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Secondhand Smoke Harms Pets

Secondhand Smoke Harms Pets

Did you know that smoking in your home can kill your indoor pets? Dogs, cats and birds have shown to be affected. Research from Colorado State University has found that secondhand tobacco smoke has a clear effect on dogs and their chance of disease. One study shows that the more members of a household who smoke, the higher their dogs’ risk of developing certain kinds of cancer. It’s such a direct connection that dogs with long noses are at an even greater risk of developing certain nasal and sinus cancer, as they expose more tissue to the carcinogens when they inhale. Short and medium-nosed dogs are more susceptible to lung cancer, as the carcinogens more quickly pass the nose and settle in the lungs.

Likewise, a study done at Tufts College of Veterinary Medicine found that cats exposed to secondhand smoke have an increased chance of developing a type of oral cancer that smoker’s often fall victim to–squamous cell carcinoma. It is suspected that because of the grooming behavior of cats, they expose the mucous membranes of their mouth to the cancer-causing chemicals. Cats living with smokers are also twice as likely to develop malignant lymphoma, a cancer that occurs in the lymph nodes and that is fatal to three out of four cats within 12 months of developing it.

Anyone with a pet bird knows to avoid using Teflon-coated pans because of birds’ sensitive respiratory systems–so it’s no surprise that birds are also at risk for lung cancer, as well as pneumonia, from secondhand smoke.

Of the 5,000 chemicals identified in tobacco smoke, public health authorities have classified between 45 and 70 of those chemicals (including carcinogens, irritants and other toxins) as potentially causing the harmful effects of tobacco use. According to the Centers for Disease Control and Prevention, more than 126 million Americans who don’t smoke are exposed to secondhand smoke in their homes, vehicles, workplaces, and public places. This exposure causes thousands of lung cancer and heart disease deaths among nonsmokers every year, according to the California Environmental Protection Agency. Now, we can add pets to this sad set of statistics.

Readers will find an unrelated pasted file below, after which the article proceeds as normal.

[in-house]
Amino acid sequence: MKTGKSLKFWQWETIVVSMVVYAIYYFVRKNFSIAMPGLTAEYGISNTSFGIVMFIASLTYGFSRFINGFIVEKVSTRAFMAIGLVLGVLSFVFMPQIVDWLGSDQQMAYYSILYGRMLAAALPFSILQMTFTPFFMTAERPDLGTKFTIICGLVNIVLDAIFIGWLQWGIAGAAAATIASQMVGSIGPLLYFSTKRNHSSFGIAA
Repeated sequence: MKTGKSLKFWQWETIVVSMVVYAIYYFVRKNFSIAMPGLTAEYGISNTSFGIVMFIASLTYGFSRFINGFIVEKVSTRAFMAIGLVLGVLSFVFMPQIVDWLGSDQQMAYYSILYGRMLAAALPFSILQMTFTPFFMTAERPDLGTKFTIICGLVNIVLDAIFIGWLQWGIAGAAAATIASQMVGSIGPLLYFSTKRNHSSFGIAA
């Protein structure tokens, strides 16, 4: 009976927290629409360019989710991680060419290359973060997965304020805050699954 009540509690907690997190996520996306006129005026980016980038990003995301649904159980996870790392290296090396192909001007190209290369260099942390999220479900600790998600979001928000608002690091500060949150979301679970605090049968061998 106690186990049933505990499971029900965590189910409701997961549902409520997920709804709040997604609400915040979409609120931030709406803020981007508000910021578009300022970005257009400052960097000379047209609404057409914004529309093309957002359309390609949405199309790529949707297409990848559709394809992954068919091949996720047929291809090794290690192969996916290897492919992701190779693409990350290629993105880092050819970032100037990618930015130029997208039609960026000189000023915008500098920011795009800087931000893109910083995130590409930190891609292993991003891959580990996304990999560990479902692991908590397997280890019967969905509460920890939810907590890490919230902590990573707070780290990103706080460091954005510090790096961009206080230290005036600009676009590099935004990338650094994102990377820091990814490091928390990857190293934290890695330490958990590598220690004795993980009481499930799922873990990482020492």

Read more: General Health, Health, Pets, Safety, ,

By Melissa Breyer, Senior Editor, Healthy & Green Living

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Melissa Breyer

Melissa Breyer is a writer and editor with a background in sustainable living, specializing in food, science and design. She is the co-author of True Food (National Geographic) and has edited and written for regional and international books and periodicals, including The New York Times Magazine. Melissa lives in Brooklyn, NY.


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12:22AM PDT on May 28, 2013

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1:30AM PDT on Mar 21, 2013

I pray for the innocent animals in those homes with toxic air.

How can so many think that smoking is a choice and that they should be allowed to do whateve they want? If you doing what you want and the choices that you make cause someone else to physically suffer or even die, then you shouldn't be allowed to do it. You are violating the rights of others. Their safety should trump your vice. Their health is more important than you sucking on a cancer-stick.

7:52AM PST on Mar 2, 2013

Why on earth do people smoke?!

1:09PM PDT on Sep 16, 2012

It's so selfish to smoke around people or pets. I'm never in smoke these days as smoking is banned from public places and no-one is allowed to smoke in my home. It affects my asthma if I'm in smoke. My children were never in smoke, and now that they're grown all 3 are against smoking. My Dad died in January with emphysema caused by years of smoking even though he gave up 13 years before he died, the damage was done. And yes, smoking definitely does harm our pets too.

5:33PM PDT on Sep 15, 2012

Well that's a no brainer! If it harms people guess what folks it's harming your pets as well. Get help and stop smoking (and this comes from a reformed smoker).

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Disclaimer: The views expressed above are solely those of the author and may not reflect those of
Care2, Inc., its employees or advertisers.

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